Grand jury releases first report in seven years

MINDEN - Douglas County's grand jury released its report Friday, almost a year after convening and seven years since the last jury met.

Douglas County District Court Judge David Gamble said the 128-page report was finalized Thursday, with some minor changes.

The 17-member jury and several alternates produced a detailed and thorough report, Gamble said Friday.

"It's a fundamentally good report. One of the best I've seen. They didn't pull any punches. They called it as they saw it and asked to make corrections," Gamble said.

Douglas County department heads have been contacted and made aware of changes suggested in the report, Gamble said.

"Many are already in the process of making changes," he said.

Divided into three sections, the report includes an examination of citizen complaints, criminal complaints, including drug indictments and an audit of major divisions of county departments.

Several county departments were commended including the East Fork Swimming Pool District, Minden-Tahoe Airport and the Douglas County Clerk-Treasurer's office, but several recommendations for improvement were made.

Those include establishing an ombudsman and a formal complaint process, both for county employees and the public.

The jury said the county's risk management was the "most disappointing area in county government," and found no department has a program in place to deal with risk issues.

The grand jury also recommended the county manager and the emergency management division plan, prepare and coordinate a full-scale training exercise involving all county agencies that have emergency responsibilities in disasters.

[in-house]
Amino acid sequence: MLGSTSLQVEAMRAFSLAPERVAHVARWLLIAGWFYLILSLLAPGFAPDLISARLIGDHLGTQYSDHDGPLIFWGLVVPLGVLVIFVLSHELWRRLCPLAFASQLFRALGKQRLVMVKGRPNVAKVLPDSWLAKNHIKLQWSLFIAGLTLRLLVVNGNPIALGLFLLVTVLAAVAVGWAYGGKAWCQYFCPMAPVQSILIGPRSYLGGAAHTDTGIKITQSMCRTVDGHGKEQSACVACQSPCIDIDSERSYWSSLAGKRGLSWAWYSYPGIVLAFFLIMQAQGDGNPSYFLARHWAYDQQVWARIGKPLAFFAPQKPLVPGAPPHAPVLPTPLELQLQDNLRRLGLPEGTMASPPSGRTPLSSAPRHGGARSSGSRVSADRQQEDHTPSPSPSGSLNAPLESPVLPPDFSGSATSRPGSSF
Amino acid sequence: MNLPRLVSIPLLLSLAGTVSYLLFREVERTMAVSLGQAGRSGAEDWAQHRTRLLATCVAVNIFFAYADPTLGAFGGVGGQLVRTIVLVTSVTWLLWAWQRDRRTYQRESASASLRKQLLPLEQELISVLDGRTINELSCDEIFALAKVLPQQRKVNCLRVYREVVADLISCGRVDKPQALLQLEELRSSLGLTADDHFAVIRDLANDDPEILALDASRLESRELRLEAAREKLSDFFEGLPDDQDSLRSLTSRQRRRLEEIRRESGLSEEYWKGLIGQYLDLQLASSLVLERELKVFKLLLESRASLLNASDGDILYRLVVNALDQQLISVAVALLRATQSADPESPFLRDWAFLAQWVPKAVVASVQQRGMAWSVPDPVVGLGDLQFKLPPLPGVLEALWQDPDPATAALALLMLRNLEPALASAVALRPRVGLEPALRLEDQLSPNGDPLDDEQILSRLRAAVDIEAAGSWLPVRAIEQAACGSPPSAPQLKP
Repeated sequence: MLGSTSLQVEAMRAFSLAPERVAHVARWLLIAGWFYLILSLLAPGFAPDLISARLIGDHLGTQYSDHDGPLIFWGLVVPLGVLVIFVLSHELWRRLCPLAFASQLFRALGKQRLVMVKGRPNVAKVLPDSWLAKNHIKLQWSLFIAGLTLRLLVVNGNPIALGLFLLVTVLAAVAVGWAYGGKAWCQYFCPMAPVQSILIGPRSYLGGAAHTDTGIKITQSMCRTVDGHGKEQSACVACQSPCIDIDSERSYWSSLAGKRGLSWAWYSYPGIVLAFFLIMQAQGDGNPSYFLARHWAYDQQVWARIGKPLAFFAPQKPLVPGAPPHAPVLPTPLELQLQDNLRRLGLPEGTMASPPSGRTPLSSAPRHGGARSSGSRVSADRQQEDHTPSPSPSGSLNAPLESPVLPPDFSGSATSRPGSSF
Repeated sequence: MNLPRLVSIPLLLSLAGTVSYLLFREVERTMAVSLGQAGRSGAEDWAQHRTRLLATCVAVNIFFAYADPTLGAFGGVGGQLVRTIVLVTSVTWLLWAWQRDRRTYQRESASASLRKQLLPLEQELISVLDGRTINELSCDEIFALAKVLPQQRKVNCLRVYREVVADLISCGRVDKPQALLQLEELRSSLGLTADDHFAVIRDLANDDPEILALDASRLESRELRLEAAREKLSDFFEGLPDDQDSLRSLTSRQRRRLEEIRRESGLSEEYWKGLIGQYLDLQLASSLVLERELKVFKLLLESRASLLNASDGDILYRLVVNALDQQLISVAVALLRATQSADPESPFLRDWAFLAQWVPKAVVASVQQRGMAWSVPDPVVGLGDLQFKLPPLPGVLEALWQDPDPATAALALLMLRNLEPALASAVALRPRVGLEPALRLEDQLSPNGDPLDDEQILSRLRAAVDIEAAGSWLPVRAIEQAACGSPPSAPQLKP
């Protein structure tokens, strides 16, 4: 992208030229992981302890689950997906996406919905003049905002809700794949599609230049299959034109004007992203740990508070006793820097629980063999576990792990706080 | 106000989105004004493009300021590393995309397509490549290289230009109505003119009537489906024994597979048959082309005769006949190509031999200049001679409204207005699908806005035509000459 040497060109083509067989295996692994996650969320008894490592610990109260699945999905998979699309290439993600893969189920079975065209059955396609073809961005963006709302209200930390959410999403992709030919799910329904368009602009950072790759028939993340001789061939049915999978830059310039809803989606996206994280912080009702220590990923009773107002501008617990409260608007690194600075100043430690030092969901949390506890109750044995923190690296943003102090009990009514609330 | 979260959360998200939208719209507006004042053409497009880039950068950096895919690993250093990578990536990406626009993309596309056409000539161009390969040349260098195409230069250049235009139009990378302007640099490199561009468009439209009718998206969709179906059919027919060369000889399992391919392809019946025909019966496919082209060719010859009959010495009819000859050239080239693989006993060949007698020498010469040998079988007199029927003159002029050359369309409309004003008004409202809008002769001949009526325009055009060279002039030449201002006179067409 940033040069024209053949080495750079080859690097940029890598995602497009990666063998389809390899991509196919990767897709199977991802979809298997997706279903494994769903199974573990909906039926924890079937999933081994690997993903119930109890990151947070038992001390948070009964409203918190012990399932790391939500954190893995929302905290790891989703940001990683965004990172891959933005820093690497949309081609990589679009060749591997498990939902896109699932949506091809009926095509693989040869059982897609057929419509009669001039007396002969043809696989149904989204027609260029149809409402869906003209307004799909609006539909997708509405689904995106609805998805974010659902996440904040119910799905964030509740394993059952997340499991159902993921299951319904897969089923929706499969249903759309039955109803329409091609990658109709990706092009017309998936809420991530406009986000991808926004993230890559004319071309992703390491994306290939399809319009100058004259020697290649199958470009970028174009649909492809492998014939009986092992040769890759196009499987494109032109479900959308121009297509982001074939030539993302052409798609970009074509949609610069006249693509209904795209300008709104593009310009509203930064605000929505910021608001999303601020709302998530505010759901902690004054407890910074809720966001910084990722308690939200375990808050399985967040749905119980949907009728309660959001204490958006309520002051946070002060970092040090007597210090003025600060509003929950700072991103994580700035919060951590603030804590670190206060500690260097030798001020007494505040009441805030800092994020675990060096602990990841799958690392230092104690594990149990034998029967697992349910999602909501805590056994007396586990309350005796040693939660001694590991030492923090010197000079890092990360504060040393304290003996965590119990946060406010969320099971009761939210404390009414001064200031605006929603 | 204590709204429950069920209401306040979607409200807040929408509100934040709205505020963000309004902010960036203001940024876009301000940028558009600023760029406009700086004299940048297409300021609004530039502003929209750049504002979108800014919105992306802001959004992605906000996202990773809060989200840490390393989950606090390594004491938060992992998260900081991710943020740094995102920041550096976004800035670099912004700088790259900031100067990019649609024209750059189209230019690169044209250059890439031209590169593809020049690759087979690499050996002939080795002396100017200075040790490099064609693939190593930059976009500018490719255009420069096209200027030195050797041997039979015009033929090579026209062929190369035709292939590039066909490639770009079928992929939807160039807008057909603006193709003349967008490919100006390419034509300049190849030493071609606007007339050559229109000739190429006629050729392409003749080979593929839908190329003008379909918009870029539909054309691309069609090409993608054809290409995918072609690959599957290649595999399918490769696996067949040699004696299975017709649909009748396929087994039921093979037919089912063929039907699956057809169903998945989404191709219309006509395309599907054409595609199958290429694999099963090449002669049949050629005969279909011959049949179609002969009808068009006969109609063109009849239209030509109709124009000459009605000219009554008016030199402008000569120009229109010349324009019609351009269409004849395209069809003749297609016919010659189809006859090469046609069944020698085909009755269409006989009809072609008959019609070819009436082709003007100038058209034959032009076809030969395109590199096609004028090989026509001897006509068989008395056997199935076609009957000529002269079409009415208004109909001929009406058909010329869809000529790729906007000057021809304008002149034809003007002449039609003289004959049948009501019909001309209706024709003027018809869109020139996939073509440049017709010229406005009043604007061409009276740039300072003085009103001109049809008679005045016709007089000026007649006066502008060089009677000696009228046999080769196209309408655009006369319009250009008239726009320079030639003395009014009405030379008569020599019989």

More volunteers should be used by the county, according to the report.

Also, department heads throughout the county should have more training to prevent sexual harassments and hostile work places.

"While a number of problems were identified, the jury is confident that the proper measures are being taken to correct them," the report states. "The community is well-served by its county government."

Grand jury members met once a week its first few months and then convened several times toward the end, sometimes three and four times a week, Gamble said.

Jury members were given a $15 stipend, which increased to $30 toward the end of the session. Costs associated with the grand jury remained within budget, Gamble added.

It has been seven years since the county convened its last grand jury, Gamble said. While there were no specific instances that called for a grand jury, Gamble and District Court Judge Michael Gibbons thought it necessary to have an overall audit of major Douglas County departments.

Gamble said the reaction from county officials so far has been on target.

"We've had good cooperation from the county departments and it is reflected in the report," he said.

As far as the jurors, Gamble said he could not ask for a finer group.

"The service they give is a tremendous sacrifice. A major undertaking. Much commitment was required," he said. "They really pulled together as a group and they're owed a great amount of gratitude."

Jury members included Susan Anderson, William L. Arnold, Nancy K. Cauley, Betty L. Cleary, Carole Freeman, Diane Gross, Janet Hawkins, Gerald Hoover, Louise Johnson, Susan Joseph-Taylor, Jeffrey Knowles, John McCall, James M. Peak, Philip M. Rhodes, Timothy J. Slater, Carolyn R. Treanor and Patricia Welze.


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